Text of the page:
Rua Reidh Lighthouse sits at the mouth of Loch Ewe in northwest Scotland, facing the Isle of Skye and Outer Hebrides. Built in 1912 and still operational, the lighthouse doubles as a popular backdrop for wedding photography, as well as a special place to hang your hat for a night or two. The lighthouse keeper’s and assistant lighthouse keeper’s houses have been converted into a guest house and self-catering apartment, which sleeps up to five. The accommodations have been made warm, cozy, and colorful touches like embroidered rugs and small artworks have made the place really shine. Room rates start at $126/night.

6. Roter Sand Lighthouse, Germany

Photo: Kirstin/Wikimedia Commons

Roter Sand Lighthouse is as remote as accommodations come. It sticks out of the North Sea off the coast of northern Germany and provides the most insane view from the top of the tower. It’s a rustic experience — there’s no heating or electricity, and guests are expected to bring their own sleeping bags — but the minimal furnishings don’t equate to a small price tag. The base rate for a one-night stay at Roter Sand Lighthouse is $728, giving you something to save up for.

7. Porer, Croatia

Photo: Anton Unkovic/Shutterstock

You don’t just get access to the lighthouse when you visit Porer — you get an entire island, granted one that only takes a minute or two to circumnavigate. Porer sits roughly a mile and a half off the southern tip of Croatia, so visitors get an eyeful of the Adriatic Sea at all times. There are two, four-bed apartments on the ground floor of the lighthouse, both of which are outfitted with fully-equipped kitchens and modest decor. Apartments go for around $80/night during the low and off seasons and $150/night between June and September. If you love a good sunset but don’t feel like sharing the view, Porer should be next up on your to-stay list.

8. The Lighthouse in Island Bay, New Zealand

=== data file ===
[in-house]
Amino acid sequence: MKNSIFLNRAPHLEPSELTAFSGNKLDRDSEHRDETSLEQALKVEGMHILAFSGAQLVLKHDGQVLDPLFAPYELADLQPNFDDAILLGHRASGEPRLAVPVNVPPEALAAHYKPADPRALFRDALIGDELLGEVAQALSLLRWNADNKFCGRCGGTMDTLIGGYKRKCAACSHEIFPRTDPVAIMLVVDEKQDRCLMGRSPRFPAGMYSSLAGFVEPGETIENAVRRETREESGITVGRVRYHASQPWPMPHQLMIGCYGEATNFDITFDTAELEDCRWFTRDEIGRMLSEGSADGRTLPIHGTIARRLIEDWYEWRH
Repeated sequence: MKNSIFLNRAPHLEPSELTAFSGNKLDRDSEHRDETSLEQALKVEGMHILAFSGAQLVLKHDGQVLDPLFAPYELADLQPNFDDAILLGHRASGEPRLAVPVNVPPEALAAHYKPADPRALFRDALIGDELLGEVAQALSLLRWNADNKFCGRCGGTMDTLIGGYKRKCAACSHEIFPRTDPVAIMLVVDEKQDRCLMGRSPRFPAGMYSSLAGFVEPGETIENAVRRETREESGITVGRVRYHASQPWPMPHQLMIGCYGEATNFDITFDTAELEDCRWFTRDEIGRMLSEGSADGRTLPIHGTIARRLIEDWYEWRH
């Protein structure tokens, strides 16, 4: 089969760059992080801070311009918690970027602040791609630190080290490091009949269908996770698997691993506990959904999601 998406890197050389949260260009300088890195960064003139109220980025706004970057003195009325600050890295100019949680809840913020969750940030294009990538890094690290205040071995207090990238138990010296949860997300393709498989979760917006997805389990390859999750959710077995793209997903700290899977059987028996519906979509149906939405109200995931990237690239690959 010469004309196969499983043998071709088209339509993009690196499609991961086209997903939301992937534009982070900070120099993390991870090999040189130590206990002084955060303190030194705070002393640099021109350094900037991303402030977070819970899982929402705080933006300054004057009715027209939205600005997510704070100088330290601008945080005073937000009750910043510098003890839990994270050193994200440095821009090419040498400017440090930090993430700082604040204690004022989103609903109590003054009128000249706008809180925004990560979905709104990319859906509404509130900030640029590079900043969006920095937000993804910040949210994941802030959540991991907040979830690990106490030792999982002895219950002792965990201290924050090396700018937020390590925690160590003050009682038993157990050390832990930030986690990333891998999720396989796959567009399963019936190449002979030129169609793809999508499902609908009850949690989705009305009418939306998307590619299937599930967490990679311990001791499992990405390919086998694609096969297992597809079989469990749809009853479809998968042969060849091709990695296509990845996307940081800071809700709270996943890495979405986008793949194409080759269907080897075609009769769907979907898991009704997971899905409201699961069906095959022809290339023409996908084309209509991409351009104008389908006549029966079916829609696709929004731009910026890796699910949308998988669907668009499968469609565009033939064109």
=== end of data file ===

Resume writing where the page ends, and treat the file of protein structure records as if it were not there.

Photo: Airbnb

It may not be the tallest or oldest lighthouse, but this Island Bay fixture is not without its charm. It’s located in a suburb of Wellington and comes well-equipped with a kitchen, bedroom, and lounge area, which has killer views of both the South Coast and South Island in the distance. Better still, the lighthouse sits just ten minutes from downtown Island Bay, so guests always have something to do, as well as somewhere to escape to. You can rent a room with breakfast for $200/night between Monday and Thursday or splurge on a Friday or Saturday reservation, which costs $230/night with breakfast.

9. Haig Point Lighthouse, South Carolina, US

Photo: Haig Point

This lighthouse sits in the swanky golf resort at Haig Point, where guests can spend their nights before hitting one of the top golf courses in the state. The lighthouse was built in 1873 not far from Hilton Head, originally constructed to help guide ships safely between Point Royal Harbor and the Savannah River. Now it serves as a two-story guest house, complete with a modern kitchen, air conditioning, two bathrooms, a powder room, and two bedrooms with views out over the water. Price starts at $499/night for four guests. You can’t get up into the actual light tower, but the large front porch makes up for it. When you’re enjoying twilight with a cold beer in a rocking chair, looking out over the water from an historic lighthouse, antique details like old lamps only add to the experience.